Alec pants placed on top of the compost pile, show no rot, as expected.



Alec pants placed in the middle of the grass, not touching ground have very nice rotting.



Alec Pants placed at ground level and covered once again have only the pockets and seams intact, as the first pair (which was covered with a bit of dirt before the grass).




Clearly, it rots FASTER. You can dig it up ealier, or bury it up further in the pile to fine tune the amount of rot.

And, my understanding is that LEAVES make even better material than GRASS clippings for this sheet composting...so, as the leaves fall...maybe it's time to rot some clothes.
 

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Warlock
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Oh...my...god. This is freakin' AWESOME!!! I inherited a compost bunker when we bought this house and I was considering taking it out, but now, NOW i have a use for it. Thanks so much for sharing this. I can't wait to try some tests of my own. I'll be able to redress the scarecrows and finally make some credible zombie clothing. I'd tried the Skull&Bones method, but once the wife smelled the pond water scum it got added to the list of Things Forbidden right behind letting ants on the porch clean a fresh deer skull.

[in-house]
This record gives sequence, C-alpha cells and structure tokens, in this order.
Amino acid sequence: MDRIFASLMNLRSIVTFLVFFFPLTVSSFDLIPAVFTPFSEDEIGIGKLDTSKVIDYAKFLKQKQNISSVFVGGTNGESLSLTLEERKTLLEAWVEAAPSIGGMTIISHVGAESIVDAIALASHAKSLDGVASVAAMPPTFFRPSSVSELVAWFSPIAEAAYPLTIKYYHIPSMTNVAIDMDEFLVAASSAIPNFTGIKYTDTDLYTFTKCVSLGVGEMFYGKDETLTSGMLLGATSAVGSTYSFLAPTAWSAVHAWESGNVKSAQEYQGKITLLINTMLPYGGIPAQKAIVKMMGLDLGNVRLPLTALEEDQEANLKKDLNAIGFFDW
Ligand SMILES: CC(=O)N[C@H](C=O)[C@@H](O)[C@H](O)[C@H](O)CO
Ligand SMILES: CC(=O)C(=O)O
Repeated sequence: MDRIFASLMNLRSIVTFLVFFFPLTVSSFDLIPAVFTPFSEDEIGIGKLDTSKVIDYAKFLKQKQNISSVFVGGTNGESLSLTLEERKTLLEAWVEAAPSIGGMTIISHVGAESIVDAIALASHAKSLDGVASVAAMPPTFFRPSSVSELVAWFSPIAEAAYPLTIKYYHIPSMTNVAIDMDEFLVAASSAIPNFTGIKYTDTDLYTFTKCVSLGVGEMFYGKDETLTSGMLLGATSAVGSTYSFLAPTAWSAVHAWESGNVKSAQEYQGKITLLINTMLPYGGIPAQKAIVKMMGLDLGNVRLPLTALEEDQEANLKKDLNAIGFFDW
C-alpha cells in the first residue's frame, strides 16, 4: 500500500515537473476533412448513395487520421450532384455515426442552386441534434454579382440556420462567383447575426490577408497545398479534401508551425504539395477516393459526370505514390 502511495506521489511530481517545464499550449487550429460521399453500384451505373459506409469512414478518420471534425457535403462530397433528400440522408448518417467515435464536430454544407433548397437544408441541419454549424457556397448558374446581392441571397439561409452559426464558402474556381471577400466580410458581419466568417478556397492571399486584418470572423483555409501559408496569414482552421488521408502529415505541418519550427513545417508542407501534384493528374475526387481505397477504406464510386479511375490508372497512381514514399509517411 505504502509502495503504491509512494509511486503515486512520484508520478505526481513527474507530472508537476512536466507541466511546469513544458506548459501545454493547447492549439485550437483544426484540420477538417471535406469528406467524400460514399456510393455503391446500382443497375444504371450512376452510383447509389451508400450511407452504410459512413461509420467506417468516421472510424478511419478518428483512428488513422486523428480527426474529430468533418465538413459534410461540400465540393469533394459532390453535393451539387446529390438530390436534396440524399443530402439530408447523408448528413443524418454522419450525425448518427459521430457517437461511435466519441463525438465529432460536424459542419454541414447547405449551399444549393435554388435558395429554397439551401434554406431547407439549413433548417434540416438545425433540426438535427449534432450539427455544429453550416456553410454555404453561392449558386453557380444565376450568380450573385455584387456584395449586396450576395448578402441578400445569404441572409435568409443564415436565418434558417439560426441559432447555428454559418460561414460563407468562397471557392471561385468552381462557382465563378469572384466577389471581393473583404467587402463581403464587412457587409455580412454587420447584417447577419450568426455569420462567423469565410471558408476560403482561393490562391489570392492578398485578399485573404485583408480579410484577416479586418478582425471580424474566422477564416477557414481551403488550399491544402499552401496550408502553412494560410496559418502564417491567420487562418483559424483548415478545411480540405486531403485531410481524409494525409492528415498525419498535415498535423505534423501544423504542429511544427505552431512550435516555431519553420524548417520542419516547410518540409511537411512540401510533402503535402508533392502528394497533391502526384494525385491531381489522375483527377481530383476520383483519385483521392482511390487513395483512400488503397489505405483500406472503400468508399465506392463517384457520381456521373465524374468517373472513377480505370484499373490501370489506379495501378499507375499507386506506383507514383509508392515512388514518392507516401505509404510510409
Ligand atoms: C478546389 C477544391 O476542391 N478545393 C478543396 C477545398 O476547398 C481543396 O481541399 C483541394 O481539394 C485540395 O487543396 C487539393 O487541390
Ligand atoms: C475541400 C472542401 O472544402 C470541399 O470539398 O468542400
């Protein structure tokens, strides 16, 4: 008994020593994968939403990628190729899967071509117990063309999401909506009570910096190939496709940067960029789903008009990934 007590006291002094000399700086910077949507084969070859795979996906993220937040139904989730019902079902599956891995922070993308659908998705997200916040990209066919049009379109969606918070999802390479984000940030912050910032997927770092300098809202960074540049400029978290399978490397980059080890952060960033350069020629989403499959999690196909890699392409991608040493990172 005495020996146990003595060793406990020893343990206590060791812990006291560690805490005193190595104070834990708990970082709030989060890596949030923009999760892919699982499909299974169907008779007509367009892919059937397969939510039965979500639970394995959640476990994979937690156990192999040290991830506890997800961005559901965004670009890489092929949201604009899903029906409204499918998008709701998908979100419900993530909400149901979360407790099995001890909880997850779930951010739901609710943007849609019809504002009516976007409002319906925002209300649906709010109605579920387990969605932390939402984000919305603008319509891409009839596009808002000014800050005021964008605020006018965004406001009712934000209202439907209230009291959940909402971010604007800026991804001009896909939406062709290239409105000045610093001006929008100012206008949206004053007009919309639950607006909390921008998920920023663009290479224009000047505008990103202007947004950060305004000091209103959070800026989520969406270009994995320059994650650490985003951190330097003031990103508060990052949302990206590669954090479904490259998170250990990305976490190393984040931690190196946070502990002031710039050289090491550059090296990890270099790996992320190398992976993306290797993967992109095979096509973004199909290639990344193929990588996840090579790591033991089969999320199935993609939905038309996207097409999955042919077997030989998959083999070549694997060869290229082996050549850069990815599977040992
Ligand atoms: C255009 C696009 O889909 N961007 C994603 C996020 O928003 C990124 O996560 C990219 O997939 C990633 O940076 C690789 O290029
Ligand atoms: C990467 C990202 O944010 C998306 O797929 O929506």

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Devilishly Dutch
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We've tried the skull and bone method and it didn't work. And we have a pond.